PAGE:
Truths and Myths about Advance Fees

advance feesAdvance fees are monies that you pay to a person or company before receiving something.

The argument that paying advance fees is a scam is based on broken promises. Stories you read on social media about people who paid advance fees and never received the service they paid for are fictitious. They are written by angry people who were promised something and the promise was not fulfilled. It’s the promise that is the scam, not the fee.

In common with many other professionals (accountants, legal firms, consultants, advisors, investment banks etc) it is not uncommon for finance facilitators to charge a non-refundable advance fee for the initial processing, due diligence and development of a new project.

It is vital to understand that when you engage with them, to act in obtaining project funding, you are appointing professional advisors who are paid professional fees unlike brokers who earn commission.

In appointing them, it is no different to appointing lawyers or accountants. Professional fees payable on engagement and subsequent consultancy work on a project are essential for them to start work.

This initial professional fee can vary depending on the nature of the project. Facilitators otherwise take the risk that despite having performed work under a client agreement, if a client decides not to pursue a funding solution for any reason or there are material events later discovered or introduced, they are at risk of being out of pocket for any work performed. An initial fee demonstrates a commitment from a borrower that should they withdraw from the funding process for any reason or the occurrence of a material event, the facilitator will have had their basic initial costs defrayed.

Additionally, they risk significant reputational damage with funders, especially if they approach them with projects where they have not done extensive detailed preparatory work or if the project breaks down due to a lack of robustness of the project. This has unfortunately happened to many in the past. It is usually a board level decision that facilitators do not take on client risk, and such procedures have been developed through experience.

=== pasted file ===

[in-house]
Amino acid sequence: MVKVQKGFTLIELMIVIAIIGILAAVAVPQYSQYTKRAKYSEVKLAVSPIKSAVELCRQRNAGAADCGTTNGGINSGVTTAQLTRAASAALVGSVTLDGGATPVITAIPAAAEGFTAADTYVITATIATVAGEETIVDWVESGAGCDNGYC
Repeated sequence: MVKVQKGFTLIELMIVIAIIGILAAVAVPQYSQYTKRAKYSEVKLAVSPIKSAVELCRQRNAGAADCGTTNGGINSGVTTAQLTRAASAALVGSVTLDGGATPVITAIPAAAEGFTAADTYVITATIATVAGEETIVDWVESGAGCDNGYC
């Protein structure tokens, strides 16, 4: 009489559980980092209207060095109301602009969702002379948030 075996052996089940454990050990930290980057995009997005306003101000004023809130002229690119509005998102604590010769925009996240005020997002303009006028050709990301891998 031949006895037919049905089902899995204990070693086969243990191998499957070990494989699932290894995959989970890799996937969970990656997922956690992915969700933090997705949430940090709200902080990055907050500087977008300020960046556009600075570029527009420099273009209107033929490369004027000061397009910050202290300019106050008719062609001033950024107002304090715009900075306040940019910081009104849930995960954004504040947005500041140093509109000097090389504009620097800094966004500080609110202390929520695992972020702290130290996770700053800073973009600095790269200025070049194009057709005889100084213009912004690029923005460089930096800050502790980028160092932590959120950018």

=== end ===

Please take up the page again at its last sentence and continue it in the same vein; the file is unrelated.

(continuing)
It has been the experience of several firms that the payment of an initial fee and any ongoing consultancy fees, results in a client being more invested in their project and this usually results in better outcomes. It also sorts out the less than serious inquiries and enables them to prioritize projects.

Facilitators will always allocate resources to projects where we are being paid a professional fee in preference to those where they are asked to work speculatively.

The initial fee is often times deducted from the success fee for success fees greater than an agreed threshold and may not be necessary for subsequent projects with a client once a relationship has been established. The initial fee covers the primary review of a company’s financial plans and forecasts, to ensure that they are suitable for financing and have adequate documents available.

Costs are based on the scope and assumptions included in a standard Statement of Engagement, and together with an NCNDA, forms the basis of the contract between them and their clients.

Each individual funding project is unique and initial acceptance of any project is based upon the accuracy of the initial information supplied to them.



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